It’s obvious, you might well think. Making the laws of the land, providing the Prime Minister and Government and then examining everything they do, fighting the corner for their constituency and constituents, waving their particular party political flag. But what do they actually do? And what should they be doing? And how should they be dividing their time amongst those things?
The Procedure Committee of the House of Commons is currently (once again) studying sitting hours. As they do, they should start not by asking ‘What is most convenient for MPs?’ but ‘What is an MP actually FOR? What does Parliament do? What should it be doing that it currently is not? And how can we change the procedures and sitting times to better enable it to do that job?’
So what are MPs for? In essence we have seven core functions:
- To make, amend, improve, or stop the making of laws
- To examine the daily workings of the Executive branch of Government, and ‘hold it to account.’
- To represent the interests of our constituents in Westminster
- To support our party or colleagues in a collective effort to govern or to oppose
- To advance causes national or local in Parliament
- To liaise with or scrutinise EU and devolved administrations
- To carry out ‘case-work’ and constituency matters
‘Constituency case-work’ comes intentionally – if knowingly controversially – at the very bottom of that list.
The truth is that it has become commonplace for MPs – and I have always prided myself on being in their vanguard – to become engaged in immigration appeals, benefits disputes, Child Support Agency arguments, planning applications, school placements and the like. Now no-one would dispute that the MP has a real and important role in unlocking bureaucracy or correcting injustice. But have we not allowed ourselves to be diverted from our real tasks by this fixation? Is all of that really what we are elected to Parliament for? Surely ‘being a good constituency MP’ should be a means to an end, not the end itself. Or to put it another way, surely our job is representing the constituency in Westminster, not vice-versa? After all, if all we are is glorified town councillors, then who is actually running the country and holding the Government to account?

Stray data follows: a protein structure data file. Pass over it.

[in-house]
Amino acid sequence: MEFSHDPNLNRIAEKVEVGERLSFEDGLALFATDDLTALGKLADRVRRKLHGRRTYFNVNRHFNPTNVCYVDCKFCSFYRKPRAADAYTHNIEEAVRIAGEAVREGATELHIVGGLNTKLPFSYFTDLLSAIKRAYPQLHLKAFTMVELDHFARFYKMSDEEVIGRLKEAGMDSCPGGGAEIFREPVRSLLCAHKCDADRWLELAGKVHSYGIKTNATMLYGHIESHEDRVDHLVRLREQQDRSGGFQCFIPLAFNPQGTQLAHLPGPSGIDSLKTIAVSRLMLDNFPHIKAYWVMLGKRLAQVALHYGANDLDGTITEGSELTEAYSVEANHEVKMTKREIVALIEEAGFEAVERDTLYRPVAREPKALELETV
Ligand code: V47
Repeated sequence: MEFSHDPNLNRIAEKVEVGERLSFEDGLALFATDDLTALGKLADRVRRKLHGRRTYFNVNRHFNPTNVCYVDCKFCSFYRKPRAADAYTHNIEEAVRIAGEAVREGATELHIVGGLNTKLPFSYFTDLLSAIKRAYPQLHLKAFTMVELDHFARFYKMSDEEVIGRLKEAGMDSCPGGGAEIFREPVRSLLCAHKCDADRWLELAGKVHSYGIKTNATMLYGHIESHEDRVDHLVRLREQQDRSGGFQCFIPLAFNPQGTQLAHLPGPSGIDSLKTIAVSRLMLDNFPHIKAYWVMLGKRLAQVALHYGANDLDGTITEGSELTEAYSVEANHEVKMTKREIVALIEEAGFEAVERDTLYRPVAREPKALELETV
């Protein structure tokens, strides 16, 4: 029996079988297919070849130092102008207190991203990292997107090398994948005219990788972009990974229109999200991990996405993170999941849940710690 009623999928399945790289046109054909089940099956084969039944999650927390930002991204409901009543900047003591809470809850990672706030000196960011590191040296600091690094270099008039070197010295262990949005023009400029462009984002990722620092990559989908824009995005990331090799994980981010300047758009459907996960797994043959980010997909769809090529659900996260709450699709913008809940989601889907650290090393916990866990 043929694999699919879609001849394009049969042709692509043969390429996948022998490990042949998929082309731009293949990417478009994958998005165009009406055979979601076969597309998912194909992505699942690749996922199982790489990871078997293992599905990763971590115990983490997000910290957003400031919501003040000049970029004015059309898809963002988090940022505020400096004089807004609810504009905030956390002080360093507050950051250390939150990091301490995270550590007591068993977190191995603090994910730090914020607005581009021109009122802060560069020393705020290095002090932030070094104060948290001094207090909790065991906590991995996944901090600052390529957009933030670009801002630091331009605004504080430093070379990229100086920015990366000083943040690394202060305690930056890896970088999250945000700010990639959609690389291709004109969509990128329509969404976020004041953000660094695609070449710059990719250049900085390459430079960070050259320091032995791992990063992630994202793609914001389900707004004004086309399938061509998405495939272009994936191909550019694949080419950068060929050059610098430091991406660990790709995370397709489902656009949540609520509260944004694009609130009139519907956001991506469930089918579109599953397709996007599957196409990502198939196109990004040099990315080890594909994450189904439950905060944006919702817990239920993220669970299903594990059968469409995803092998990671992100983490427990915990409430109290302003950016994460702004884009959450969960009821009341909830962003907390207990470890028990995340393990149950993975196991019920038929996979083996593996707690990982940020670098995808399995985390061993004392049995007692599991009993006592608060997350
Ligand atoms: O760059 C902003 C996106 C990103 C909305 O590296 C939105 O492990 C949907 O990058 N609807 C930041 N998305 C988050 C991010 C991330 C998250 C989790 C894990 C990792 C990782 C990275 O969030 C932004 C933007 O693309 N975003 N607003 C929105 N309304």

It may be instructive that forty years ago there was a total of 25 secretaries in Parliament to look after all 630 MPs. Today there are 2,700 members of staff. Doing what? And why? Is it really a proper use of Parliamentary funds to have a team of three or four sitting in a High Street in one’s constituency generating more and more case-work, rather than in Westminster helping us with our true parliamentary work?
In other words, may I not be right in guessing that the huge increase in ‘casework’ in recent years has tended to divert us away from our true role – as Parliamentarians. Is there not a directly proportional link between the increase in casework, and the growth in the powers of the Executive at the expense of Parliament?
In recent years our sitting hours have become shorter and shorter, and there are once again simmering pressures to make Parliamentary life more ‘family friendly.’ Yet the complexity of Government is certainly no less today than it has ever been. Legislation has in fact vastly increased in numbers in recent years, and vastly decreased in quality. Why? Because we are failing to scrutinise it properly in Parliament. Why? Because we don’t have enough time to do so. Surely we should be seeking to extend Parliamentary hours and scrutiny rather than shortening them?
Only by doing so can we hope to re-establish Parliamentary supremacy over an over-mighty Executive, to re-establish our influence (or supremacy?) over institutions like the EU and devolved administrations; and to re-energise the press and public’s interest in and respect for the Parliamentary process.